One of the companies Lane's investment banker suggested was Invoice Connection. Lane knew the business well. A division of Pinnacle Information Systems, a software company in Carlsbad, California, Invoice Connection had made a practice of targeting Billtrust's customers, often offering drastically lower prices. It could afford to do so because Pinnacle treated Invoice Connection as a loss leader designed to drive business to the parent company and another affiliated business, says Beutler.

Eventually, the rivalry grew personal. "We would do anything to take a sale from him," Beutler says--in some cases offering Billtrust clients one year free on a three-year contract in exchange for switching. "I like to have an enemy," Beutler says. "It's good for rallying the troops and getting the competitive juices flowing."

2. The Problem

A less than ethical organization?

Lane agreed with his banker that acquiring Invoice Connection made business sense. But he wondered whether he could trust Beutler. Lane wanted just one thing from his rival: its customer base. What if the client list was not as solid as he had been led to believe? After all, Invoice Connection's constant attacks and lowball pricing had made Lane question whether the company was completely aboveboard. "We thought of it as a less than ethical organization," says Lane.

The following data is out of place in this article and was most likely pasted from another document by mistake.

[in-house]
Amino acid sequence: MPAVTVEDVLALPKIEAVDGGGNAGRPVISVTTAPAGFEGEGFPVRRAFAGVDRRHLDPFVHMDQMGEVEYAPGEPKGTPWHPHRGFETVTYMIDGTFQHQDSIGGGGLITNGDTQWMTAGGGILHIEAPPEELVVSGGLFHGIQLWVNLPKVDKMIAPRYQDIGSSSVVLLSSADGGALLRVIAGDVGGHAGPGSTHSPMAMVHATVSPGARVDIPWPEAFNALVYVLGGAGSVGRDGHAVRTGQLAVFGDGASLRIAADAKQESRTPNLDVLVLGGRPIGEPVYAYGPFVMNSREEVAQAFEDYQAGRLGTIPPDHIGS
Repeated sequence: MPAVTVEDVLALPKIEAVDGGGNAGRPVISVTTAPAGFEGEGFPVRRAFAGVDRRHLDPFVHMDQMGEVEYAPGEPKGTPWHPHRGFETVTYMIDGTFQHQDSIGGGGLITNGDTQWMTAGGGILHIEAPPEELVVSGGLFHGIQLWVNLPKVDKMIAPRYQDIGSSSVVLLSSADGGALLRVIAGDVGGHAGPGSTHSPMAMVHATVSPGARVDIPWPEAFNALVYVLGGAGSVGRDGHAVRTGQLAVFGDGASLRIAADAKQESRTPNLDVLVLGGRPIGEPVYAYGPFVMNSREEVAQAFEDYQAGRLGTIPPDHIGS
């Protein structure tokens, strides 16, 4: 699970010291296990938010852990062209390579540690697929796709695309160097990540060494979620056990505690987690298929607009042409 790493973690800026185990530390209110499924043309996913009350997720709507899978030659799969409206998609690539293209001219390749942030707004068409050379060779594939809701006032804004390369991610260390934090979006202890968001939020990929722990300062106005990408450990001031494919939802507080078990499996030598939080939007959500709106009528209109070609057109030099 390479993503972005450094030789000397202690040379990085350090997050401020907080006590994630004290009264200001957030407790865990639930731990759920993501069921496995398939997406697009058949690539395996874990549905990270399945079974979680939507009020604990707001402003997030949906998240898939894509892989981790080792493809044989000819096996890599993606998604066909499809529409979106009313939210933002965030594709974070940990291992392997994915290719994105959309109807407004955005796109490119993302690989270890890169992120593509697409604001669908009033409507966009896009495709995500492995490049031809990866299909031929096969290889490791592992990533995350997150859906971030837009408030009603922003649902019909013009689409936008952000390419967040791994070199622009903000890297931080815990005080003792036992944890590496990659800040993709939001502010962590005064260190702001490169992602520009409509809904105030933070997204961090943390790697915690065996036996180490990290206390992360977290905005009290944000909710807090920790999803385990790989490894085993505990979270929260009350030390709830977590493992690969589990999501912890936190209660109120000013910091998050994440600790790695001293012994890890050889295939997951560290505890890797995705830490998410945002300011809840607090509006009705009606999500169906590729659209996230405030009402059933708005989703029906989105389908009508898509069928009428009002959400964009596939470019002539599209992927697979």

Another issue: the price tag. Most companies in the billing-services industry sell for four to six times earnings. Beutler was asking for more than that. He also sought a provision in which Billtrust would pay a financial penalty if it was unable to move all of Invoice Connection's customers onto its platform by a specified date. And although Lane believed the deal could be a winner at the right price, a stumble on his first major deal wouldn't do much to impress his investors. "Small companies have limited resources," says Chris Sugden, a Billtrust board member and a managing partner at Edison Ventures. "We asked if this was the best use of time and resources."

3. The Options

Living with imperfection

For Lane, the choice was stark: Either take Invoice Connection out by buying it or continue to fight it in the marketplace. The risks of the acquisition were real--but so was the risk of taking a pass. In fact, Beutler had told Lane that Invoice Connection was considering upping its investment in sales and marketing. Lane contacted three CEOs who had a good deal of merger experience and peppered them with questions. "I asked them whether they had done deals in which they had some discomfort with the target," he says. The best advice: Learn to accept uncertainty. "'You will never find the perfect deal,'" one CEO told him. "'You need to find the level of imperfection you can live with.'"